Start your day with The Independent, sign up for daily news emails
  • Get to the point
Latest stories from i100
Have you tried new the Independent Digital Edition apps?
Independent Dating
and  

By clicking 'Search' you
are agreeing to our
Terms of Use.

iJobs Job Widget
iJobs People

Ashdown Group: HR Manager Shared Services - Uxbridge, - 1 Year contract

£50000 per annum: Ashdown Group: HR Manager Shared Services - Uxbridge, Stock...

Recruitment Genius: Graduate Human Resource Officer and Executive Assistant

Negotiable: Recruitment Genius: This is an exciting opportunity to join one of...

Ashdown Group: HR Assistant (Events business) - Central Manchester - £20K

£18000 - £20000 per annum + Benefits: Ashdown Group: HR Assistant (Events busi...

Recruitment Genius: Project Engineer

Negotiable: Recruitment Genius: This privately-owned company designs and manuf...

Day In a Page

Arsenal vs Chelsea: Praise to Arsene Wenger for having the courage of his convictions

Michael Calvin's Last Word

Praise to Wenger for having the courage of his convictions
Major medical journal Lancet under attack for 'extremist hate propaganda' over its coverage of the Israeli-Palestinian conflict

Lancet accused of 'anti-Israel hate propaganda' over coverage of Gaza conflict

Threat to free speech as publishers of renowned medical journal are accused of inciting hatred and violence
General Election 2015: Tories and Lib Dems throw their star names west to grab votes

All noisy on the Lib Dems' western front

The party has deployed its big guns in Cornwall to save its seats there. Simon Usborne heads to the heart of the battle
How Etsy became a crafty little earner: The online market has been floated for £1.2bn, but can craft and capitalism coexist?

How Etsy became a crafty little earner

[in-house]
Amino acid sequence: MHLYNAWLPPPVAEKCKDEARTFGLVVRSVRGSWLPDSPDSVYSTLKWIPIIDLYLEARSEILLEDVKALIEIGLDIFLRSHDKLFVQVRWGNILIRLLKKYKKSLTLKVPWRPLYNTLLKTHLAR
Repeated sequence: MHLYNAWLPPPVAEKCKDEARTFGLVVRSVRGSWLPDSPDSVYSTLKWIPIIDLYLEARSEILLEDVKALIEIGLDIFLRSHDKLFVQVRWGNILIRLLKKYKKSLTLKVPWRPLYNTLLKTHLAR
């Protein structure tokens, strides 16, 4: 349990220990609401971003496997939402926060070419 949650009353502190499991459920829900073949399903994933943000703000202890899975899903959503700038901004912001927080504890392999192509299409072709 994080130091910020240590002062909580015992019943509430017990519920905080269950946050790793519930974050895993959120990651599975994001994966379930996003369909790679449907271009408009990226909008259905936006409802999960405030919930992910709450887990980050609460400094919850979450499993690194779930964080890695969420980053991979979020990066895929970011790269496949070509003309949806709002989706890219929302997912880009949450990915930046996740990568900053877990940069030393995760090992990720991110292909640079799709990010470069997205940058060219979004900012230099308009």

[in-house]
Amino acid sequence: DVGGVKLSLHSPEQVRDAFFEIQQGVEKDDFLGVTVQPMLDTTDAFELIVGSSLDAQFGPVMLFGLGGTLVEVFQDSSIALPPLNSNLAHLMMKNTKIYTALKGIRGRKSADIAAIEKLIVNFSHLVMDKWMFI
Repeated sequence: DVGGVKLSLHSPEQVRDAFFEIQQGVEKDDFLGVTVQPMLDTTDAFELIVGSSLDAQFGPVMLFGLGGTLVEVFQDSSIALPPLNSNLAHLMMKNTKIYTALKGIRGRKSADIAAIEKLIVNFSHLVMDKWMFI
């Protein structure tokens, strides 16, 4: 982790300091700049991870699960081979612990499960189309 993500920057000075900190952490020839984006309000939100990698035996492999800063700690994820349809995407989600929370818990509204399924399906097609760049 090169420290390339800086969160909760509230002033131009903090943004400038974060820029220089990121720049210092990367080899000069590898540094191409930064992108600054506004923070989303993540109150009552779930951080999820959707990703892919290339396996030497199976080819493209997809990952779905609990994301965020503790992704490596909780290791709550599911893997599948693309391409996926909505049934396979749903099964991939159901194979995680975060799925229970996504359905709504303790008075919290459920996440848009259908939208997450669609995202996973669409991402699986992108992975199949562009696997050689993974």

The online market has been floated for £1.2bn, but can craft and capitalism coexist?
Guy Ritchie is the latest filmmaker to tackle King Arthur - one of our most versatile heroes

King Arthur is inspiring Guy Ritchie

Raluca Radulescu explains why his many permutations - from folk hero to chick-lit hunk - never cease to fascinate
Apple Watch: Will it live up to expectations for the man or woman on the street?

Apple Watch: Will it live up to expectations?

The Apple Watch has apparently sold millions even before its launch tomorrow
Don't fear the artichoke: it's a good cook's staple, with more choice than you'd think

Don't fear the artichoke

Artichokes are scary - they've got spikes and hairy bits, and British cooks tend to give them a wide berth. But they're an essential and delicious part of Italian cuisine
11 best men's socks

11 best men's socks

Make a statement with your accessories, starting from the bottom up
Paul Scholes column: Eden Hazard would be my Player of the Year – but I wonder if he has that appetite for goals of Messi or Ronaldo

Paul Scholes column

Hazard would be my Player of the Year – but I wonder if he has that appetite for goals of Messi or Ronaldo
Frank Warren: Tyson Fury will be closely watching Wladimir Klitschko... when he wins it'll be time to do a deal

Frank Warren's Ringside

Tyson Fury will be closely watching Wladimir Klitschko... when he wins it'll be time to do a deal
London Marathon 2015: Kenya's brothers in arms Wilson Kipsang and Dennis Kimetto ready to take on world

Kenya's brothers in arms take on world

Last year Wilson Kipsang had his marathon record taken off him by training partner and friend Dennis Kimetto. They talk about facing off in the London Marathon
Natalie Bennett interview: I've lost track of the last time I saw my Dad but it's not because I refuse to fly

Natalie Bennett interview: I've lost track of the last time I saw my Dad

Green leader prefers to stay clear of her 'painful' family memories but is more open about 'utterly unreasonable' personal attacks
Syria conflict: Khorasan return with a fresh influx of fighters awaiting the order to start 'shooting the birds'

Khorasan is back in Syria

America said these al-Qaeda militants were bombed out of the country last year - but Kim Sengupta hears a different story
General Election 2015: Is William Cash the man to woo Warwickshire North for Ukip?

On the campaign trail with Ukip

Is William Cash the man to woo Warwickshire North?
Four rival Robin Hood movies get Hollywood go-head - and Friar Tuck will become a superhero

Expect a rush on men's tights

Studios line up four Robin Hoods productions